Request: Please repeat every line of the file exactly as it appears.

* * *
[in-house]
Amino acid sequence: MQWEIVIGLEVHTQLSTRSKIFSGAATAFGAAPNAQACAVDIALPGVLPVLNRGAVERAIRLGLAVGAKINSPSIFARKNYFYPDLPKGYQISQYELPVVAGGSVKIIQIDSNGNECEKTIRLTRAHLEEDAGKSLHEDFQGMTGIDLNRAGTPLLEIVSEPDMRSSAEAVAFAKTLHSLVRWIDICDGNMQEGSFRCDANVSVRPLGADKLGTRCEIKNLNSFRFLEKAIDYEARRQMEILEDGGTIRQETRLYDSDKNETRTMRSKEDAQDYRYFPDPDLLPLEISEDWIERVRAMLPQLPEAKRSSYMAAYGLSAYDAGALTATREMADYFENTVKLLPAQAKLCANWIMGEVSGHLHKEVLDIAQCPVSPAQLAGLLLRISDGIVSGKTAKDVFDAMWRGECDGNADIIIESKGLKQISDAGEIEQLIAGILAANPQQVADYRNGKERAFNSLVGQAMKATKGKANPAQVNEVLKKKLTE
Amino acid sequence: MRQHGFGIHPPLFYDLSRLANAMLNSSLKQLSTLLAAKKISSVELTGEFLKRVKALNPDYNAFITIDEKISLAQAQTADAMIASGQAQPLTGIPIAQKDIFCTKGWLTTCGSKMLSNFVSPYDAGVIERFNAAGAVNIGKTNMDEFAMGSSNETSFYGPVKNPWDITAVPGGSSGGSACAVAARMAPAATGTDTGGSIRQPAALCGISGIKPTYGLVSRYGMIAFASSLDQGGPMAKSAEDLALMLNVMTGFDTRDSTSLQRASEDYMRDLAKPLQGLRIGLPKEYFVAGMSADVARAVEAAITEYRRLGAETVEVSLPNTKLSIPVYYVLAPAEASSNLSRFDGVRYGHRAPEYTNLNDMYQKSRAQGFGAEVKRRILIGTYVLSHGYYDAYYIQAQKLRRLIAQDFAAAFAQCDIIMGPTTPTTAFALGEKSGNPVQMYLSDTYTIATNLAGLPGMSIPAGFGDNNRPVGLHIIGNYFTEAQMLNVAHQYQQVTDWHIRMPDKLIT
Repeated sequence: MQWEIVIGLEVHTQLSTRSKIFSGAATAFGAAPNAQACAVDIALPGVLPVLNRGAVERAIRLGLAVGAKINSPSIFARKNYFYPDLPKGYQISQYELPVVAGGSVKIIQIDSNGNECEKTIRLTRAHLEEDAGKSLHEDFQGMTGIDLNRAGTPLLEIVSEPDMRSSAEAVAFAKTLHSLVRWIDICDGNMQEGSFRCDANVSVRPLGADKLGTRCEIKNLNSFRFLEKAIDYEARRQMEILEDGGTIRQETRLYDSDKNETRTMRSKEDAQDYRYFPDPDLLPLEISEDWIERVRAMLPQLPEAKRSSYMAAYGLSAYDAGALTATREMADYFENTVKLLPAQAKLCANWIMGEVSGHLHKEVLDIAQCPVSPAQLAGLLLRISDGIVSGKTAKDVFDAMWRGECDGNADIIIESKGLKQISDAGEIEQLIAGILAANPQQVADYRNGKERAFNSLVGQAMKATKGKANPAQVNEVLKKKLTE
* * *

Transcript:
[in-house]
Amino acid sequence: MQWEIVIGLEVHTQLSTRSKIFSGAATAFGAAPNAQACAVDIALPGVLPVLNRGAVERAIRLGLAVGAKINSPSIFARKNYFYPDLPKGYQISQYELPVVAGGSVKIIQIDSNGNECEKTIRLTRAHLEEDAGKSLHEDFQGMTGIDLNRAGTPLLEIVSEPDMRSSAEAVAFAKTLHSLVRWIDICDGNMQEGSFRCDANVSVRPLGADKLGTRCEIKNLNSFRFLEKAIDYEARRQMEILEDGGTIRQETRLYDSDKNETRTMRSKEDAQDYRYFPDPDLLPLEISEDWIERVRAMLPQLPEAKRSSYMAAYGLSAYDAGALTATREMADYFENTVKLLPAQAKLCANWIMGEVSGHLHKEVLDIAQCPVSPAQLAGLLLRISDGIVSGKTAKDVFDAMWRGECDGNADIIIESKGLKQISDAGEIEQLIAGILAANPQQVADYRNGKERAFNSLVGQAMKATKGKANPAQVNEVLKKKLTE
Amino acid sequence: MRQHGFGIHPPLFYDLSRLANAMLNSSLKQLSTLLAAKKISSVELTGEFLKRVKALNPDYNAFITIDEKISLAQAQTADAMIASGQAQPLTGIPIAQKDIFCTKGWLTTCGSKMLSNFVSPYDAGVIERFNAAGAVNIGKTNMDEFAMGSSNETSFYGPVKNPWDITAVPGGSSGGSACAVAARMAPAATGTDTGGSIRQPAALCGISGIKPTYGLVSRYGMIAFASSLDQGGPMAKSAEDLALMLNVMTGFDTRDSTSLQRASEDYMRDLAKPLQGLRIGLPKEYFVAGMSADVARAVEAAITEYRRLGAETVEVSLPNTKLSIPVYYVLAPAEASSNLSRFDGVRYGHRAPEYTNLNDMYQKSRAQGFGAEVKRRILIGTYVLSHGYYDAYYIQAQKLRRLIAQDFAAAFAQCDIIMGPTTPTTAFALGEKSGNPVQMYLSDTYTIATNLAGLPGMSIPAGFGDNNRPVGLHIIGNYFTEAQMLNVAHQYQQVTDWHIRMPDKLIT
Repeated sequence: MQWEIVIGLEVHTQLSTRSKIFSGAATAFGAAPNAQACAVDIALPGVLPVLNRGAVERAIRLGLAVGAKINSPSIFARKNYFYPDLPKGYQISQYELPVVAGGSVKIIQIDSNGNECEKTIRLTRAHLEEDAGKSLHEDFQGMTGIDLNRAGTPLLEIVSEPDMRSSAEAVAFAKTLHSLVRWIDICDGNMQEGSFRCDANVSVRPLGADKLGTRCEIKNLNSFRFLEKAIDYEARRQMEILEDGGTIRQETRLYDSDKNETRTMRSKEDAQDYRYFPDPDLLPLEISEDWIERVRAMLPQLPEAKRSSYMAAYGLSAYDAGALTATREMADYFENTVKLLPAQAKLCANWIMGEVSGHLHKEVLDIAQCPVSPAQLAGLLLRISDGIVSGKTAKDVFDAMWRGECDGNADIIIESKGLKQISDAGEIEQLIAGILAANPQQVADYRNGKERAFNSLVGQAMKATKGKANPAQVNEVLKKKLTE